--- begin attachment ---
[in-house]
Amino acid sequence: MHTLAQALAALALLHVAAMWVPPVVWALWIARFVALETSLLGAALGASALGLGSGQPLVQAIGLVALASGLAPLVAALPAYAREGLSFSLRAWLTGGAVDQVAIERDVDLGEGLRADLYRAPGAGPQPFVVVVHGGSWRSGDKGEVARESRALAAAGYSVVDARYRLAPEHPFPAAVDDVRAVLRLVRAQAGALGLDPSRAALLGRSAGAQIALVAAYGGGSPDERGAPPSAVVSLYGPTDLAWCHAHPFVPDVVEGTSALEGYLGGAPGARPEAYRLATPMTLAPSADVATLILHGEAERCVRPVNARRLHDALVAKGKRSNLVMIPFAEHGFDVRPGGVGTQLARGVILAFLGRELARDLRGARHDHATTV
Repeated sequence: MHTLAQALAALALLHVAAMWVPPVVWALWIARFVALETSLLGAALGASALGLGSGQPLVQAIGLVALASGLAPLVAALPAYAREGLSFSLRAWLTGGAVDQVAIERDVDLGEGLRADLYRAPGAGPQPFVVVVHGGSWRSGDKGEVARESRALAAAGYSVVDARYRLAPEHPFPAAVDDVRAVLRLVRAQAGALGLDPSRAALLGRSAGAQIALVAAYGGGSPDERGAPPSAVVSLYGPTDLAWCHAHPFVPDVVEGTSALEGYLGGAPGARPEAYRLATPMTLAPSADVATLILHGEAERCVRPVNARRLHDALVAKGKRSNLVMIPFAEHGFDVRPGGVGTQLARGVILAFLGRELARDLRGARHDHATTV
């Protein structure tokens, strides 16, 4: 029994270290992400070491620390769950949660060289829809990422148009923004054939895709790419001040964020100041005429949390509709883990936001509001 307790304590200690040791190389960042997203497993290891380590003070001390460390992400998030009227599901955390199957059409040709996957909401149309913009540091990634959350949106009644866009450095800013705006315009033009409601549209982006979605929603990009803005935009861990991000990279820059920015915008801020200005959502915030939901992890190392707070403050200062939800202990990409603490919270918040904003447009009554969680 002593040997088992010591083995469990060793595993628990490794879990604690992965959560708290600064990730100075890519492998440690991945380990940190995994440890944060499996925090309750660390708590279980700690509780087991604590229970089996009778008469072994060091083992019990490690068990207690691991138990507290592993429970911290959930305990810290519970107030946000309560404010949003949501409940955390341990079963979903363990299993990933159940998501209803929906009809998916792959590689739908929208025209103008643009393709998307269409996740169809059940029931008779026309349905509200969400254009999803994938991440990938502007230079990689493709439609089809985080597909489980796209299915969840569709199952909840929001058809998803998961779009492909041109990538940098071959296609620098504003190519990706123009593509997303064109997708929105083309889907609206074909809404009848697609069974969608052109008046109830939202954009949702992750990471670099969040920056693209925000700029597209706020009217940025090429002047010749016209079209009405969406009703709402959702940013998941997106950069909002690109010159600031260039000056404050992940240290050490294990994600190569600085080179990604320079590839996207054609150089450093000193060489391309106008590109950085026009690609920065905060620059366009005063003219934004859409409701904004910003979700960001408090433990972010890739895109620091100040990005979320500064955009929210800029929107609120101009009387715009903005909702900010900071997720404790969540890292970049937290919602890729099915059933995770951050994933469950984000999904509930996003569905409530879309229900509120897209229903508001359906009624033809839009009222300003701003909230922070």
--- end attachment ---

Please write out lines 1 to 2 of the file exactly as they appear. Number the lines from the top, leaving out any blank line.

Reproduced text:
[in-house]
Amino acid sequence: MHTLAQALAALALLHVAAMWVPPVVWALWIARFVALETSLLGAALGASALGLGSGQPLVQAIGLVALASGLAPLVAALPAYAREGLSFSLRAWLTGGAVDQVAIERDVDLGEGLRADLYRAPGAGPQPFVVVVHGGSWRSGDKGEVARESRALAAAGYSVVDARYRLAPEHPFPAAVDDVRAVLRLVRAQAGALGLDPSRAALLGRSAGAQIALVAAYGGGSPDERGAPPSAVVSLYGPTDLAWCHAHPFVPDVVEGTSALEGYLGGAPGARPEAYRLATPMTLAPSADVATLILHGEAERCVRPVNARRLHDALVAKGKRSNLVMIPFAEHGFDVRPGGVGTQLARGVILAFLGRELARDLRGARHDHATTV